Although many of us understand our profit and loss structure and in which line items there are profit grabs, we hesitate to take advantage of these opportunities. It is helpful to review your business regularly and take comprehensive action swiftly to seize these profit occasions.
Here are some intuitive tips on improving vendor profitability not only during periods of business turmoil but also in relatively benign, upbeat times such as today.
Prepare for the Worst
Have you ever wondered why some businesses thrive during periods of upheaval or change, and some businesses crumble? The answer lies in one word: preparedness.
While good leaders are not doomsayers, they prepare their businesses for a potential crisis. Minimize your risk in the event of economic disasters or unforeseen events. While reducing the percentage Accounts Receivable and Days Sales Outstanding is a priority for businesses during crises, managers should also remain vigilant during economic booms. Do not expose your business to large orders payable in foreign currencies. Rather, hedge foreign currencies prior to accepting new orders to ensure satisfactory profit.
Do you really need all those trucks, forklifts, food and beverage equipment, or computers? Many times companies continue to pay depreciation charges for assets they no longer utilize.
“What are we doing with all this warehouse space?” As companies reduce inventory and adopt JIT and MRP inventory planning systems, old business models with multiple warehouses no longer apply. Consider centralizing into one large warehouse with nationwide service, or completely outsourcing your storage needs to a third party service provider.
Office space can also be “right sized” while still maintaining employee morale. By re-designing your office space, you could also have more common areas for meetings, collaboration and impromptu socializing. This new trend in office design is called “densification.” Even if your business is in an expansion mode and hiring new employees, by being creative you can maintain the same office space with more employees.
Each Stock Keeping Unit that your company develops, produces, stores, markets and sells incurs expenses. When was the last time your business culled the slowest moving 10% of your product portfolio? Pareto’s Principle usually applies to most consumer goods businesses, in which 80% of sales are derived from 20% of products. How much costs would be reduced if you eliminated 80% of your product range? If you took such drastic action, would your business be more profitable on a percentage basis?
Each time I have asked a Marketing staff to consider a price increase, there was resistance. “We will be higher priced than the competitor!” I was told. Each time we raised pricing, there were few complaints from customers, and those few customers that vocalized their disappointment eventually became accustomed to the new price structure and continued as customers. Do not fear price increases, particularly in our current phase of rising commodity costs.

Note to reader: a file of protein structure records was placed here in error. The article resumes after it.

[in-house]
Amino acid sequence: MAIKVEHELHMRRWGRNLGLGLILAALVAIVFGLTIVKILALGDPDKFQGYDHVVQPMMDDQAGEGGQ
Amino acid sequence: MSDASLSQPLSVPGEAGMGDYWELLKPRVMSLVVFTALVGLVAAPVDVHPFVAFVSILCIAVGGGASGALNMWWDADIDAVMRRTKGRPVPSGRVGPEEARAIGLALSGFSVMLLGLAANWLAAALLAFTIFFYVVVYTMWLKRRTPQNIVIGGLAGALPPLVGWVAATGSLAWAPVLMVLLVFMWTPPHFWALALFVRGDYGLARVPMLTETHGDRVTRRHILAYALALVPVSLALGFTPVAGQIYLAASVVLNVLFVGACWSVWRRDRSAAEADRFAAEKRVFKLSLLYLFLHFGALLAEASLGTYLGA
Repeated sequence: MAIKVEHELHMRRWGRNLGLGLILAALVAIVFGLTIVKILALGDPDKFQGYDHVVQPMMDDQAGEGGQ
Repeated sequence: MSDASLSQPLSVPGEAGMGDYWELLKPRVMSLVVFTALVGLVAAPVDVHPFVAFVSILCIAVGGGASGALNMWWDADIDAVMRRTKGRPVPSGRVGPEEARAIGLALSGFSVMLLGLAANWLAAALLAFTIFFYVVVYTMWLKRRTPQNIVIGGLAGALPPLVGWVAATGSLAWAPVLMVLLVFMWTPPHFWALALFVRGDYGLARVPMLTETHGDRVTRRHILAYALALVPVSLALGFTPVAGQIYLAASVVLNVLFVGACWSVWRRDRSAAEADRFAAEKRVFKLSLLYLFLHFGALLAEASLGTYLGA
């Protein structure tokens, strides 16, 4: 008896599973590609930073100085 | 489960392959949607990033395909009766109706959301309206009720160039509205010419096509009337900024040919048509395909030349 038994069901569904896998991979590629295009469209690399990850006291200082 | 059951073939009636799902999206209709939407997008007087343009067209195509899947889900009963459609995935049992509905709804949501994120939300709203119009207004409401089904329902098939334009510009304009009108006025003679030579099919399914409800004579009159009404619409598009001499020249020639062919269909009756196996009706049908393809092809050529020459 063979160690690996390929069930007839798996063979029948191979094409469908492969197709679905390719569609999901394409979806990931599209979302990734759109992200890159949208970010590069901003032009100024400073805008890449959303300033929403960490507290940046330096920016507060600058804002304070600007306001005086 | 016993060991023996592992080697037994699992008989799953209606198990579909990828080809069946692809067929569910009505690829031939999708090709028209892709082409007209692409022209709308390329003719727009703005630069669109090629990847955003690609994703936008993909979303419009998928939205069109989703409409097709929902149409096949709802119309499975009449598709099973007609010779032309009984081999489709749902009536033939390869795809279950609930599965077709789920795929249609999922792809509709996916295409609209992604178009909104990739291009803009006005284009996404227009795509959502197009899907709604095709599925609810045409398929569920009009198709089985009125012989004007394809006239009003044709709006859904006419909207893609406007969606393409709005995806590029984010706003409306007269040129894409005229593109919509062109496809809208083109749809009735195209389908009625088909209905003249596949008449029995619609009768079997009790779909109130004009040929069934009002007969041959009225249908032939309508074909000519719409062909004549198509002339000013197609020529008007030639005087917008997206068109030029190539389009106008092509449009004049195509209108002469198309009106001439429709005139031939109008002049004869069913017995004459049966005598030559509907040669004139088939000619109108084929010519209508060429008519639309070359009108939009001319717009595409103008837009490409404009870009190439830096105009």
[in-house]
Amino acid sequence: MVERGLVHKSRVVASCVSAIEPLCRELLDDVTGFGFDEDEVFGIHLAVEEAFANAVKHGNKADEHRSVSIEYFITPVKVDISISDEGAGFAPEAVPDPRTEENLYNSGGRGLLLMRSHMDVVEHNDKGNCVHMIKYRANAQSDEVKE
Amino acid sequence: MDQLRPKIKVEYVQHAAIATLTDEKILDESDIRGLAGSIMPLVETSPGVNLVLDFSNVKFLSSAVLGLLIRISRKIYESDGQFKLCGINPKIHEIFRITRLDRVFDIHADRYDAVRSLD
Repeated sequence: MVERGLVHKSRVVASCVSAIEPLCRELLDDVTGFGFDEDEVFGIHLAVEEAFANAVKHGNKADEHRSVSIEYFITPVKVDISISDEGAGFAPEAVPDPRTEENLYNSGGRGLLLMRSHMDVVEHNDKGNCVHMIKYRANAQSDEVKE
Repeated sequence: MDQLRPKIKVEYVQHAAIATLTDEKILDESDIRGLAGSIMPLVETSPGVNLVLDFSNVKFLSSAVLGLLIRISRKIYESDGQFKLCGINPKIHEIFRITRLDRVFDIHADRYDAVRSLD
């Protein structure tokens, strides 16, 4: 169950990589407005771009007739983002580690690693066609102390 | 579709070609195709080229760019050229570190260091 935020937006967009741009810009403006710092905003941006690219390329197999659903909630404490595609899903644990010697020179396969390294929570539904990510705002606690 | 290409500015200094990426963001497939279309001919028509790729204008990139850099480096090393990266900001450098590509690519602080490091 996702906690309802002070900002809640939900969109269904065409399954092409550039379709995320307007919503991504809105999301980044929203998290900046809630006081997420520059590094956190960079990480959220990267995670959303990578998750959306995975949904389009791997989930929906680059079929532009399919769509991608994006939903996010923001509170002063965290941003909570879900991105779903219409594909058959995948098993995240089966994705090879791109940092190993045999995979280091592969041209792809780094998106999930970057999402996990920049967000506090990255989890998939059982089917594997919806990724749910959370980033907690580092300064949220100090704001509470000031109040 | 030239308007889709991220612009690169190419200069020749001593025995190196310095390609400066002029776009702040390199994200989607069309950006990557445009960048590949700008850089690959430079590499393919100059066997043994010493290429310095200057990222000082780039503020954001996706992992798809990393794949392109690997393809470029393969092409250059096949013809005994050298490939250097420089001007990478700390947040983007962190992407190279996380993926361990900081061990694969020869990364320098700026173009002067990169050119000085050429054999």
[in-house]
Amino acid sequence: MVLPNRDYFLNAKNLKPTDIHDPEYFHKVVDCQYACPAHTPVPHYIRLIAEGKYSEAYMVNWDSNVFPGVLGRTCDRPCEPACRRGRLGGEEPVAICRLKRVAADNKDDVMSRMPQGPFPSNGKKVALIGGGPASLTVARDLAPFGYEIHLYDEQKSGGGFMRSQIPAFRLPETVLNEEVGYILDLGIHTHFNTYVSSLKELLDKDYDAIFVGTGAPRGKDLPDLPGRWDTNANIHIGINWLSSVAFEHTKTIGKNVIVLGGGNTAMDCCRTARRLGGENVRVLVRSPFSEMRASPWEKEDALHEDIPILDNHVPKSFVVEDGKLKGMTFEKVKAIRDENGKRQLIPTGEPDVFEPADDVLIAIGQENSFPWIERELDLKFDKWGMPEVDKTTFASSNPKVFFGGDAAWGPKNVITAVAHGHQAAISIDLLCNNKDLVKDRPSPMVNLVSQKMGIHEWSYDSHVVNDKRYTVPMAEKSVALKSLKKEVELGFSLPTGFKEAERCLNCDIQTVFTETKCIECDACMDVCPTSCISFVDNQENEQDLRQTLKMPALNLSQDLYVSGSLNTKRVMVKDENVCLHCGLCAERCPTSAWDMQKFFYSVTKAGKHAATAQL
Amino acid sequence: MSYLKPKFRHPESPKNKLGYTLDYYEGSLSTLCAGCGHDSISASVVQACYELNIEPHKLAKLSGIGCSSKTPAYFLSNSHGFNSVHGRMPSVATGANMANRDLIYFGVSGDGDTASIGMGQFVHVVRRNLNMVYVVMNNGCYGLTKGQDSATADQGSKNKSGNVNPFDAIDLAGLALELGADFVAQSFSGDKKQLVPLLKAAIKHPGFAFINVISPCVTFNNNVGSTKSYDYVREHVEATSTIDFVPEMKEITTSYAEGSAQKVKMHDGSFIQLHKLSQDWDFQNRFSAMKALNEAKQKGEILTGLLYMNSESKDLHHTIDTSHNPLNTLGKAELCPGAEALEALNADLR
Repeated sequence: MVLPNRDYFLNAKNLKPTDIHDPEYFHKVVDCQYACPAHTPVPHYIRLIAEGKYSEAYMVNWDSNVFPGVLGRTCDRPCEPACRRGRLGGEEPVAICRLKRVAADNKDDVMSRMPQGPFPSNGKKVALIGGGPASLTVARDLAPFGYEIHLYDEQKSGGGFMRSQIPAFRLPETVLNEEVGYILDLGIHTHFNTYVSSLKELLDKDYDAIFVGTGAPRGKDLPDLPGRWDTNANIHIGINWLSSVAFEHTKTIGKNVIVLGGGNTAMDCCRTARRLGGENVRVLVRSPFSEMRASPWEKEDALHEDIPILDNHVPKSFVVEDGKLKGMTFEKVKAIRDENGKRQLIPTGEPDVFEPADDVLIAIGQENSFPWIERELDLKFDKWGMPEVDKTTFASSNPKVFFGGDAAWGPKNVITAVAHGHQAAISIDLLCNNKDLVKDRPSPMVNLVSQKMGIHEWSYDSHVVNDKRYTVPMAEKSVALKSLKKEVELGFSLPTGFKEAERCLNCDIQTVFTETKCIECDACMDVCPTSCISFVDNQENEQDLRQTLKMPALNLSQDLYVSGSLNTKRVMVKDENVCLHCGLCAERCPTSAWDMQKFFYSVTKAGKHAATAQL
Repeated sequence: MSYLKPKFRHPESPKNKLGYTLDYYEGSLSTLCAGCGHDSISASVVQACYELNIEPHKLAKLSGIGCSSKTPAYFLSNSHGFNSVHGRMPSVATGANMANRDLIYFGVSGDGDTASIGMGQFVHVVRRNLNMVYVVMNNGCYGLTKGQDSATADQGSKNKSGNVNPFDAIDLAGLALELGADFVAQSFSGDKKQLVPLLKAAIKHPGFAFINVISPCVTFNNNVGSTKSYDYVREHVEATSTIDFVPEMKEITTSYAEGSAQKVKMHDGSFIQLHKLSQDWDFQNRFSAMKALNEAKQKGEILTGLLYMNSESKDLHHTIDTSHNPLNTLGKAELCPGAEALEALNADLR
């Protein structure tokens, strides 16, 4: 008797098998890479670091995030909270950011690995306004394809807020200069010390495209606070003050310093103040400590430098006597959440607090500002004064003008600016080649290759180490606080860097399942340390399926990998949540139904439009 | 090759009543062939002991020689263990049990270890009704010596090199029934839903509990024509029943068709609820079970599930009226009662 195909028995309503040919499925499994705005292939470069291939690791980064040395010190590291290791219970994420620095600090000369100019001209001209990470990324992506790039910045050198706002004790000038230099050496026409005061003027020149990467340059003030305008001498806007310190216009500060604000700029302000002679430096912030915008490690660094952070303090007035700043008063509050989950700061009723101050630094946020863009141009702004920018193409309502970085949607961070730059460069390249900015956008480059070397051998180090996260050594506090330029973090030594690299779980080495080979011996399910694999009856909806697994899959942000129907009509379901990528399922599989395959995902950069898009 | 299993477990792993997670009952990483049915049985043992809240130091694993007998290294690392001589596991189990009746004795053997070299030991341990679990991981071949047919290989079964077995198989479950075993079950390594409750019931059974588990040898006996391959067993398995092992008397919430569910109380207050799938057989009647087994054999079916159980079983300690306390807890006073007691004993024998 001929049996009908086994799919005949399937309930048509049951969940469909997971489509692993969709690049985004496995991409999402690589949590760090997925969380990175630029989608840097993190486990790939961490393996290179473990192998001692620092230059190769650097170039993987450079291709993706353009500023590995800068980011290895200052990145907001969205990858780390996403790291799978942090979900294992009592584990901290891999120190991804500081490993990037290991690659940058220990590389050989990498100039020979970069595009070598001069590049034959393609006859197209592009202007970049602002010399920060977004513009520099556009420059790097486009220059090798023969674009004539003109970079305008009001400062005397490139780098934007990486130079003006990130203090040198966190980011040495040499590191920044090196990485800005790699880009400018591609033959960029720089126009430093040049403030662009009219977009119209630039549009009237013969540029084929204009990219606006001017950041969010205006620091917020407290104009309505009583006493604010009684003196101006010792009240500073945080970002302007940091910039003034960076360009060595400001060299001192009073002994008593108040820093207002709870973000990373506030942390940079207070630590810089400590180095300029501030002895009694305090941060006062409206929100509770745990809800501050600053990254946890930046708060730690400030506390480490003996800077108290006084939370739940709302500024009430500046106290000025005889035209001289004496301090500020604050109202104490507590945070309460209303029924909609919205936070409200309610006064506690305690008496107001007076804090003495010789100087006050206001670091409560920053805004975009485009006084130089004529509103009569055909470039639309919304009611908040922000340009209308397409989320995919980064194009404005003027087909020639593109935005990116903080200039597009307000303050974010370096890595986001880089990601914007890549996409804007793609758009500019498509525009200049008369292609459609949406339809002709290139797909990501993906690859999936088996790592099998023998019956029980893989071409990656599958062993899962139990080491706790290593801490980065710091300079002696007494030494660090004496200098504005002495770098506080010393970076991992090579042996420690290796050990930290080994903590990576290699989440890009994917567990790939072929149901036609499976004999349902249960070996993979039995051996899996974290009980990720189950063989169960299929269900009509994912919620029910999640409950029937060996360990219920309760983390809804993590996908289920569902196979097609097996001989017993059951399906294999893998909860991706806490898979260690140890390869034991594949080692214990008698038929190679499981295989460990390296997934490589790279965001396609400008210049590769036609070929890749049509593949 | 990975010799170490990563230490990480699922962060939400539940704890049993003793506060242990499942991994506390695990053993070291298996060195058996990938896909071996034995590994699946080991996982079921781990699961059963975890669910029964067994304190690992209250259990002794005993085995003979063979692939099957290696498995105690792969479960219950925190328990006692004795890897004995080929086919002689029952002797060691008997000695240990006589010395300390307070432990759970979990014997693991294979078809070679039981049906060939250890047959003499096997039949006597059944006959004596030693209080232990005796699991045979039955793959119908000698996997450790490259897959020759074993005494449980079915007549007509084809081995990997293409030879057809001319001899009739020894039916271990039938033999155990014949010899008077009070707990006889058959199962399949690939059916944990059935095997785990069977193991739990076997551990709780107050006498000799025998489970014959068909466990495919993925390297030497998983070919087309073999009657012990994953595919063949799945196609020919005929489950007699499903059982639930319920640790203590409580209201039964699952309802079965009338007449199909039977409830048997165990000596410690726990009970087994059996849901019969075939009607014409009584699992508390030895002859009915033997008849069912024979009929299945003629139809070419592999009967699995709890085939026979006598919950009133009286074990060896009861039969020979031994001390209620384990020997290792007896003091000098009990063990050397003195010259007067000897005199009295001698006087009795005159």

If It’s “Fixed,” Eliminate It
A large expense item for most vendors is Selling, General and Administrative (SGA). This is the percentage of sales your enterprise spends to generate that revenue. To reduce it, consider starting a competition among sales teams or managers to see who can save the most SGA or other “fixed” expenses. In this manner, your employees will feel more involved and take ownership, rather than cost cutting being imposed upon them.
By reviewing your sales structure, fleet costs, support staff and other supposedly “fixed” costs, you can usually drop a couple points to the bottom line. “Unfix” your fixed costs!
Cash to Burn
Given the recent economic upturn, your business may now have excess cash. Rather than go on a hiring spree or buy that sexy state-of-the-art facility, first pay down debt. If you have minimized debt, then ensure you have enough cash in a low-risk, liquid investment vehicle. Those done, consider business improvements that do not add future fixed costs, such as employee bonuses or one-time upgrades to technology or equipment.
Nothing will improve your bottom line more than a laser focus on what you and your business enterprise do best. Spend time on your core competencies; for example, manufacturing high quality, good-tasting food and beverages that provide value to your customers and consumers. Outsource non-strategic activities.
By following these tips, your business will prosper in both bad and good times.
–Peter M. Guyer
Peter M. Guyer is the Founder and President of ATHENA MARKETING INTERNATIONAL (athenaintl.com), an international marketing, consulting and business development firm serving food and beverage manufacturers. Tel. (206) 749-9255.